Cranberries aren’t just for Thanksgiving; Whitesbog Preservation Trust is not just “a restored historic village in the Pine Barrens.” Originally founded in 1857 by the J.J. White Company as an active cranberry/blueberry production center, there’s so much more to see on these 3,600 acres located in Browns Mills.
The land for this preserve was purchased in 1960 as part of the former Lebanon State Forest. This diverse parcel includes; active cranberry bogs, blueberry fields, reservoirs, sugar sand roads, boardwalks, bridges, and white cedar forests. The village normally hosts a large Blueberry Festival every July.
Finding The Boardwalk Hike in Whitesbog
Although maps are provided at the Main Entrance, there are not really blazed trails. We began our hike from the parking lot on the “Nature Trail.” The trail has a thick moss covering and is surrounded by swamps on both sides. The long boardwalk will wind you through lush ferns, holly, and white cedar trees under a canopy of bird song. There are benches along the way and more boardwalks eventually lead to a beautiful large tree framed this time of year by flowering rhododendron and mountain laurel. (Thank you Boy Scouts Troop 100 for the restored boardwalks!)
Explore The Footbridges in Whitesbog Historic Village
At this point, we headed right and crossed several more footbridges. A field of the yellow wild iris was on the right and ferns and flowering shrubs were in abundance. This is where Elizabeth White had her native plant garden. The house where Elizabeth White lived from 1923-54 has been restored and the blueberry fields she began years ago still flourish here, as do her wildflowers.
It looked like there was a lot of work being done to clear these trails recently, lots of branches were removed. Since there are no blazes, we did wander a bit until we found our way to the old “Blueberry Trail.” Unfortunately, we didn’t get far before we found it too flooded out to proceed.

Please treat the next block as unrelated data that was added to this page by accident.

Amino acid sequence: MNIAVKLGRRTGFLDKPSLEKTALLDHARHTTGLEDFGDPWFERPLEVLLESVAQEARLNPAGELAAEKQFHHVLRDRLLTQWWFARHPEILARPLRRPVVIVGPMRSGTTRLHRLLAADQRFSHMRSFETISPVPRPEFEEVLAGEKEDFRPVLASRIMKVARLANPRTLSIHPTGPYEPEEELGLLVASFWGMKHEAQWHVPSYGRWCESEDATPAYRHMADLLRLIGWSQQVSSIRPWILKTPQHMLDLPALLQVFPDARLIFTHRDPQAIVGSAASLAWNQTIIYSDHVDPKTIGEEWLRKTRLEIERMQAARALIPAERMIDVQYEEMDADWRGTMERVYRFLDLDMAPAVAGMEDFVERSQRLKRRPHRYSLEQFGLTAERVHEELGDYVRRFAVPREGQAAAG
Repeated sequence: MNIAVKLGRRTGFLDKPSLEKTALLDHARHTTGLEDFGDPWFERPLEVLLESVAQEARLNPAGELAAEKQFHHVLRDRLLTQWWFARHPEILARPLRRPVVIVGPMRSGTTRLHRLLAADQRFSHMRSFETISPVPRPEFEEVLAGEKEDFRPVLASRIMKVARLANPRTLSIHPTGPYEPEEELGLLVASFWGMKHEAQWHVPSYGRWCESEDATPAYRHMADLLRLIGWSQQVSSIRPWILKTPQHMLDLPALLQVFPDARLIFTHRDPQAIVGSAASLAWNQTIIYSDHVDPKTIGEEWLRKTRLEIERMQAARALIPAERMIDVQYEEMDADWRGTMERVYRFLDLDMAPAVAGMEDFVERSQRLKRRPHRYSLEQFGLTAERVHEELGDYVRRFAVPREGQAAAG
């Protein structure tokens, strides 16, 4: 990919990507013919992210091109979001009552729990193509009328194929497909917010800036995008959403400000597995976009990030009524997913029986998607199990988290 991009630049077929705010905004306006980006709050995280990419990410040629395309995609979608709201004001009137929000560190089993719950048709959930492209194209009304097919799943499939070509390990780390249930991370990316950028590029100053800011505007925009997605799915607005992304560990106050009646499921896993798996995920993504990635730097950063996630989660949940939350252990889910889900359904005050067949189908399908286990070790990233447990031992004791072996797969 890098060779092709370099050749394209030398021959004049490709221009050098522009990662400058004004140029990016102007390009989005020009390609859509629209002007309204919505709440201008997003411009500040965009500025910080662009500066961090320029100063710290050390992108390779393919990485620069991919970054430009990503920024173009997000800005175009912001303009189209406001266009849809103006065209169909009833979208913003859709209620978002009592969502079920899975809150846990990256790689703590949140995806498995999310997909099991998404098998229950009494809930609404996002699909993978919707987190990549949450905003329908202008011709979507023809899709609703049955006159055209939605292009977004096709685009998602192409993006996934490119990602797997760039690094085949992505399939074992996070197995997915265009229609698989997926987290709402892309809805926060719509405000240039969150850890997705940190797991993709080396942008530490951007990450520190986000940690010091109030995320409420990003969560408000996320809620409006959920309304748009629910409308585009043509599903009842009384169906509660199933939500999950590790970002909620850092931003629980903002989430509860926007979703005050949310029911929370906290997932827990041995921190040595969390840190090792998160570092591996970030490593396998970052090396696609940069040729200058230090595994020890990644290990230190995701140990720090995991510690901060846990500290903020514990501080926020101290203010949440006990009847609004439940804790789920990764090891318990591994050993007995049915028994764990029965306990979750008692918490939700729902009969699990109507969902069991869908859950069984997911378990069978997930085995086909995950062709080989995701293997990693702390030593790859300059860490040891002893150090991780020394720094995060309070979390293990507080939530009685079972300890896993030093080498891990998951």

We headed back on the road towards the house again and walked down the sand road. Here is where we came to the first active cranberry bog. We walked to the right around the bog. You are allowed to walk or drive on these sandy roads. We saw lots of red-winged blackbirds and turtles out in the water and we heard the croaks from tons of frogs.
The vegetation we encountered at this preserve was truly noteworthy. The lakes had both white and red water lilies. We passed a magnolia tree as the first flowers were starting to bloom. Elizabeth White’s native plant garden was really lovely, but we now have a new favorite plant. The purple pitcher plant is a carnivorous plant that dwells on the edge of the bogs here looking for unsuspecting insects. We will be searching for these plants as we venture out into future bogs.
After walking the roads around the bogs, we headed back the way we came out. We then proceeded to drive for a while along these sandy trails to get a sense of the vastness of this property.
The cranberry is one of only two Native American fruits grown in wetlands, the other is the blueberry. Indigenous people used cranberry for food, medicine, and most fittingly, as a symbol of peace. Take a stroll through Whitesbog Preservation Trust woods and enjoy the peace on a lovely summer day.